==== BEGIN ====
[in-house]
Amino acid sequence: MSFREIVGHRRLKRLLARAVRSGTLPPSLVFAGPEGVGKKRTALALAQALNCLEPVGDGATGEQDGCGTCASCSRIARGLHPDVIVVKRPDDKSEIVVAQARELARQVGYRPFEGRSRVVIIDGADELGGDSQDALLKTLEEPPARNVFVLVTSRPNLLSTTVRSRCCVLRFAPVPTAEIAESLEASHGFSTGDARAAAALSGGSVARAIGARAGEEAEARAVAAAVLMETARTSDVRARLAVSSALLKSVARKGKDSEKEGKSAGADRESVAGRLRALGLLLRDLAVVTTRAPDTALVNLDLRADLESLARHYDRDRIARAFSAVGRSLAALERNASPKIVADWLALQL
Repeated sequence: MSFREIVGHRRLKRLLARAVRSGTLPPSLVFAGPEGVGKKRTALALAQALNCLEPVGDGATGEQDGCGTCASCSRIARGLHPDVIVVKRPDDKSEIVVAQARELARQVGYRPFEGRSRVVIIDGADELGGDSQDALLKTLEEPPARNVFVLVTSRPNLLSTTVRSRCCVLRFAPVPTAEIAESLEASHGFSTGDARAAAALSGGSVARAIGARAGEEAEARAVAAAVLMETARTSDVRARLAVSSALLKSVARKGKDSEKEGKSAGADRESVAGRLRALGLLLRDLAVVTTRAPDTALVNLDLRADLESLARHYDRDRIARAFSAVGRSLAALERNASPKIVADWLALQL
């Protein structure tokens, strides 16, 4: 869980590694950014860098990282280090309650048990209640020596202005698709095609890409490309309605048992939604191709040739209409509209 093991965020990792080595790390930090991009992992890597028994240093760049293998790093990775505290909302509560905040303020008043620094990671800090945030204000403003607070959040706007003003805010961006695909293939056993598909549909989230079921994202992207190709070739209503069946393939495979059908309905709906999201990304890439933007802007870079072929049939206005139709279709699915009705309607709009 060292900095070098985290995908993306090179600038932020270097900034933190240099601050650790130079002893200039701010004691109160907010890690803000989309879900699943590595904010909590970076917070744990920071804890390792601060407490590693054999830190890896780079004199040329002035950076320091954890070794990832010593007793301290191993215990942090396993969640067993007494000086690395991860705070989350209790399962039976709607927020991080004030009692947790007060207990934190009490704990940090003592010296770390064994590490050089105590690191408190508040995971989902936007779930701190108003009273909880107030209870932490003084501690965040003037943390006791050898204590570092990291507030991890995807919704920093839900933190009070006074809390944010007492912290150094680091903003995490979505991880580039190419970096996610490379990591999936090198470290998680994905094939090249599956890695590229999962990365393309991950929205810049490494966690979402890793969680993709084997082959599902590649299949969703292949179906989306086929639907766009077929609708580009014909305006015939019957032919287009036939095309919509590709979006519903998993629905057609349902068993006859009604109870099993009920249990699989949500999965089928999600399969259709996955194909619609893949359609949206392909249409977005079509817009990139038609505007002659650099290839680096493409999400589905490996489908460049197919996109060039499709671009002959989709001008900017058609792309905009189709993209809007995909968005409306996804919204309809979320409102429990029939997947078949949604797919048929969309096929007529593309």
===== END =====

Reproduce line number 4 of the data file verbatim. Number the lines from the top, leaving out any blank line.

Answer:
């Protein structure tokens, strides 16, 4: 869980590694950014860098990282280090309650048990209640020596202005698709095609890409490309309605048992939604191709040739209409509209 093991965020990792080595790390930090991009992992890597028994240093760049293998790093990775505290909302509560905040303020008043620094990671800090945030204000403003607070959040706007003003805010961006695909293939056993598909549909989230079921994202992207190709070739209503069946393939495979059908309905709906999201990304890439933007802007870079072929049939206005139709279709699915009705309607709009 060292900095070098985290995908993306090179600038932020270097900034933190240099601050650790130079002893200039701010004691109160907010890690803000989309879900699943590595904010909590970076917070744990920071804890390792601060407490590693054999830190890896780079004199040329002035950076320091954890070794990832010593007793301290191993215990942090396993969640067993007494000086690395991860705070989350209790399962039976709607927020991080004030009692947790007060207990934190009490704990940090003592010296770390064994590490050089105590690191408190508040995971989902936007779930701190108003009273909880107030209870932490003084501690965040003037943390006791050898204590570092990291507030991890995807919704920093839900933190009070006074809390944010007492912290150094680091903003995490979505991880580039190419970096996610490379990591999936090198470290998680994905094939090249599956890695590229999962990365393309991950929205810049490494966690979402890793969680993709084997082959599902590649299949969703292949179906989306086929639907766009077929609708580009014909305006015939019957032919287009036939095309919509590709979006519903998993629905057609349902068993006859009604109870099993009920249990699989949500999965089928999600399969259709996955194909619609893949359609949206392909249409977005079509817009990139038609505007002659650099290839680096493409999400589905490996489908460049197919996109060039499709671009002959989709001008900017058609792309905009189709993209809007995909968005409306996804919204309809979320409102429990029939997947078949949604797919048929969309096929007529593309």